What makes a happy city? Cities are generally designed around the idea of good governance, efficient transportation and service provision to name a few but what about the human element? The city after all is of little importance if it is not designed to meet the needs of the people, to foster social networks and allow communities to grow. Continue reading
Here’s our weekly review rounding up the best stories and ideas in public space from cities around the world. This week we bring you a complete street for all in Montreal, cities tackling climate change and a timelapse video of FourSquare check-ins. Continue reading
Here’s our weekly review rounding up the best stories and ideas in public space from cities around the world. This week we bring you articles about Casablanca’s new tramway, lessons from Singapore’s “people first” planning strategies and a TED Talk by the creator of the Inside Out Project, JR.
Here’s our weekly review rounding up the best stories and ideas in public space from cities around the world. This week we bring you stories about feeling the bike love in Seattle, a Toronto-Detroit urban dialogue and creating safer, greener streets in a South London neighbourhood.
We’re pleased to announce that we are a partner of PICNIC Festival 2011!
PICNIC Festival is an annual three-day event that blurs the lines between creativity, science, technology and business to explore new solutions in the spirit of co-
creation. This year’s theme is right up our alley—Urban Futures with a focus on sustainability, infrastructure, society, design and media. PICNIC Festival 2011 takes place from 14 to 16 September at NDSM Wharf in Amsterdam.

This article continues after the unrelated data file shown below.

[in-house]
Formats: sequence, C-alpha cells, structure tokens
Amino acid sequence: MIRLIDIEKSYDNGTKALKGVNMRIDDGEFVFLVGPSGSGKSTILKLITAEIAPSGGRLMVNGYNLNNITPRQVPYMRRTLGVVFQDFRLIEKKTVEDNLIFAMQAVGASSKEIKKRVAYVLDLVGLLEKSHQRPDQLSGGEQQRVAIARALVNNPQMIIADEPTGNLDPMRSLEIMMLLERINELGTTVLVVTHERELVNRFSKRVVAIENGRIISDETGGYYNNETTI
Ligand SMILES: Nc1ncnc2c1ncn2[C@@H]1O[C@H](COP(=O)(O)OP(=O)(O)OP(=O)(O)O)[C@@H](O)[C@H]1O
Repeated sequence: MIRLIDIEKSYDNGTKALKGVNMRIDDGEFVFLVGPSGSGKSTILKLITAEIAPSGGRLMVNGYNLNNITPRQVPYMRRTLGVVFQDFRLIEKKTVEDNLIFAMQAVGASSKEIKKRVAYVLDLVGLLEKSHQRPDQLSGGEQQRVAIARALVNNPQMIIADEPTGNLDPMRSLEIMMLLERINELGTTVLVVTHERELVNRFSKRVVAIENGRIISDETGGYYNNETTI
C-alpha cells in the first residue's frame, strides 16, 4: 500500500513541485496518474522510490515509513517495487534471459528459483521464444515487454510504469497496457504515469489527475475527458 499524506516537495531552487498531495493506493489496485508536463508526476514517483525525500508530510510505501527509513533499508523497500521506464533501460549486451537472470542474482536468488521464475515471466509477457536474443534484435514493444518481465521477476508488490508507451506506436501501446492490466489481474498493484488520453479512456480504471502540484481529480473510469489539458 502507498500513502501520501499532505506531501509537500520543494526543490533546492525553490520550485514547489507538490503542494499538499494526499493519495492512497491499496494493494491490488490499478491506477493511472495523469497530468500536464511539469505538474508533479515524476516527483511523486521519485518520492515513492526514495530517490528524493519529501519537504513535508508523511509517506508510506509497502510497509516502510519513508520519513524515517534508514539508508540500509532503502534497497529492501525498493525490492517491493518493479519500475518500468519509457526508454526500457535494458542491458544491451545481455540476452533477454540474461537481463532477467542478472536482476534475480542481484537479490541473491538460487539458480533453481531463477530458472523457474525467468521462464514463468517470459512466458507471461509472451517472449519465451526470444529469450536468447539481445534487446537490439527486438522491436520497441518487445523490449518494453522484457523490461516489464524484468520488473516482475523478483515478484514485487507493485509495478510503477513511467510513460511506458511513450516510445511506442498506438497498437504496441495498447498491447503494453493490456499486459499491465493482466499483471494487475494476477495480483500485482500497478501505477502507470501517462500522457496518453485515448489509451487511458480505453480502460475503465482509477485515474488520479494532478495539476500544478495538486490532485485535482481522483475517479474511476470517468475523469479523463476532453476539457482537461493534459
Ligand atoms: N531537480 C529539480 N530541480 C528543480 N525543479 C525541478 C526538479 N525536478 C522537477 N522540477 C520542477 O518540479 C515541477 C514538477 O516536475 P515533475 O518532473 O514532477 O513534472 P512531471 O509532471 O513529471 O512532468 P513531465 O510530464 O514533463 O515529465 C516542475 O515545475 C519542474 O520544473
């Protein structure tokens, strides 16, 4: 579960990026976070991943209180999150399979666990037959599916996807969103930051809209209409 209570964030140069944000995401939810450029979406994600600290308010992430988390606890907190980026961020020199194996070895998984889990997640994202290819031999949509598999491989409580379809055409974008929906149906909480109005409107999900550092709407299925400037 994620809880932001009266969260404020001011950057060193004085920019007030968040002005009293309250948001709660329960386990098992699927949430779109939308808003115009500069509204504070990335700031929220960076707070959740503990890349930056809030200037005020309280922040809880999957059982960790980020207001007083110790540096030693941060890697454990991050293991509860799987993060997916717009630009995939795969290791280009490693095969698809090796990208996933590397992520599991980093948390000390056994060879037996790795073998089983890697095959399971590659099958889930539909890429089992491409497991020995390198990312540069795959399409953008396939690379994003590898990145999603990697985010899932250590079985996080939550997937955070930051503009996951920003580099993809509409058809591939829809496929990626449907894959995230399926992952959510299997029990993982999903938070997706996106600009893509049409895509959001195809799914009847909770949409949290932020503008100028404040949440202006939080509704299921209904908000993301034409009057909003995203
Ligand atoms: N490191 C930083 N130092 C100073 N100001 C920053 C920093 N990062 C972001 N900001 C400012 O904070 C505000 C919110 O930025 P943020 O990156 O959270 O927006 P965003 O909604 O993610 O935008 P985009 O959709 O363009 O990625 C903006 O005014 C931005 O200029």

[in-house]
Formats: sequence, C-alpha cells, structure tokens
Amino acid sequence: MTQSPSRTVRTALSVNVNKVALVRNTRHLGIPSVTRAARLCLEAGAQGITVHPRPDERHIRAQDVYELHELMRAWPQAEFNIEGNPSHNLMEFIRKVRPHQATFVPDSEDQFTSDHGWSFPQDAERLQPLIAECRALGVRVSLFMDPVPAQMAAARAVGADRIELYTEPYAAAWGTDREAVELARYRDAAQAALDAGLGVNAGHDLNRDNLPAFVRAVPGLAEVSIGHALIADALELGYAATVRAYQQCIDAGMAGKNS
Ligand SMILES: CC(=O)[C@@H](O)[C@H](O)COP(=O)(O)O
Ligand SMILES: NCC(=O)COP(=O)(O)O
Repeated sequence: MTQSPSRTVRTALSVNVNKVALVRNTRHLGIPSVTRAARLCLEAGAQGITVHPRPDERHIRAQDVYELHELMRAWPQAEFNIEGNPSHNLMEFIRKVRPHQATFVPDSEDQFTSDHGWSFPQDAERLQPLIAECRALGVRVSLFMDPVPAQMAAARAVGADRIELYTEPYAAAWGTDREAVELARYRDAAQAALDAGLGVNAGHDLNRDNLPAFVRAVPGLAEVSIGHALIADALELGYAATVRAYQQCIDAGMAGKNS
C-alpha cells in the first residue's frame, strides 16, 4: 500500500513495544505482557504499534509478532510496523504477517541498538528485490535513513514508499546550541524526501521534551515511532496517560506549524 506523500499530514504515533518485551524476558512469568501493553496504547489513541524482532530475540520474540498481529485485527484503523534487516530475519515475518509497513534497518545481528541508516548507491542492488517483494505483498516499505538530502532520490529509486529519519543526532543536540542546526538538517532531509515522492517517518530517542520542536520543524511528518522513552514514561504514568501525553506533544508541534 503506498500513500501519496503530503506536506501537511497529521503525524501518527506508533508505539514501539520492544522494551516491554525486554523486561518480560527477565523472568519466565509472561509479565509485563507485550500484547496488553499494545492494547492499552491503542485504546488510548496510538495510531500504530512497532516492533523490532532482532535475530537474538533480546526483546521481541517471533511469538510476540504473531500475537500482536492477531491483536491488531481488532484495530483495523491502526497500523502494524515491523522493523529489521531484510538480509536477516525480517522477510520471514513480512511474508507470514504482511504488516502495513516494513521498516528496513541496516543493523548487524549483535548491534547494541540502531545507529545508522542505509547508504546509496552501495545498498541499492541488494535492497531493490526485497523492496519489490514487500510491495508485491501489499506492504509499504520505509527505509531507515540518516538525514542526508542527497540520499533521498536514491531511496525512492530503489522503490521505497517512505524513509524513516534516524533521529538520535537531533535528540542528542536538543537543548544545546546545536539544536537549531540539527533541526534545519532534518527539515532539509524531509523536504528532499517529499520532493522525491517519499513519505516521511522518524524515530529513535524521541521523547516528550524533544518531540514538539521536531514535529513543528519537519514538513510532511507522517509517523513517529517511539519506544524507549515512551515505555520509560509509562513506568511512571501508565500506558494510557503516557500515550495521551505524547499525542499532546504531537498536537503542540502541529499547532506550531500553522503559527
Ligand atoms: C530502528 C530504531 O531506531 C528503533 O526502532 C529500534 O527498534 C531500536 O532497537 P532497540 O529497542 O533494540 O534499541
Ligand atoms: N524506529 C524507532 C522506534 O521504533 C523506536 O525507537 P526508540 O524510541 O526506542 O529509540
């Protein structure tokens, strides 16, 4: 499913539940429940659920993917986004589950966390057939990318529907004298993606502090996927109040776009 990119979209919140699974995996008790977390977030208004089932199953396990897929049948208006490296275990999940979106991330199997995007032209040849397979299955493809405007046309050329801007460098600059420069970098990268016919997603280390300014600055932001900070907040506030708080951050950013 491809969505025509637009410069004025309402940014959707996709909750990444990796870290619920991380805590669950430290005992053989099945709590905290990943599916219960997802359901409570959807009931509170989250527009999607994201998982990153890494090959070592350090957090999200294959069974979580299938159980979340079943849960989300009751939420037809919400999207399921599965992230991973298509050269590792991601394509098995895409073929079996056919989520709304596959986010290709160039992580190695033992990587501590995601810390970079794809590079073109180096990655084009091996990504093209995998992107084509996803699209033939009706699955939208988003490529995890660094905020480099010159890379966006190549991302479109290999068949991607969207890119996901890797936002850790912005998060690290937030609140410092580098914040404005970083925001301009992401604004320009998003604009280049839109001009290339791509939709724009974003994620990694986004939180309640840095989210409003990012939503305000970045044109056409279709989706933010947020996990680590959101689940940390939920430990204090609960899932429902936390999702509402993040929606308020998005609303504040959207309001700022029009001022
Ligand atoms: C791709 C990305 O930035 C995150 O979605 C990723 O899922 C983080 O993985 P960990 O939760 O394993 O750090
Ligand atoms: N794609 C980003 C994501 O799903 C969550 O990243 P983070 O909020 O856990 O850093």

By Jake Tobin Garrett
Vancouver has always been good at paying attention to the smaller design details that work to make up the larger picture. A walk along the lengthy, winding and continuous seawall that envelopes the downtown core and parts of False Creek is a lesson in details, with well-designed street furniture, beautifully landscaped parks, scatterings of public art, and a thoughtfully integrated system for both pedestrians and cyclists. It’s often said that Vancouver is a city that lives on its edges, and the seawall definitely helps propagate that.
By Jake Tobin Garrett
401 Richmond in downtown Toronto is an adaptive reuse of an old tin factory into a hub of artist studios and galleries. Located at the corner of Spadina Ave and Richmond St West, this huge brick building extends its exterior, dotted with old loading docks, one entire full block east to Peter St. Up until just a few months ago, however, the south side of this stretch of road had no sidewalk. In order to walk east, you had to cross the street and use the thin strip of sidewalk there.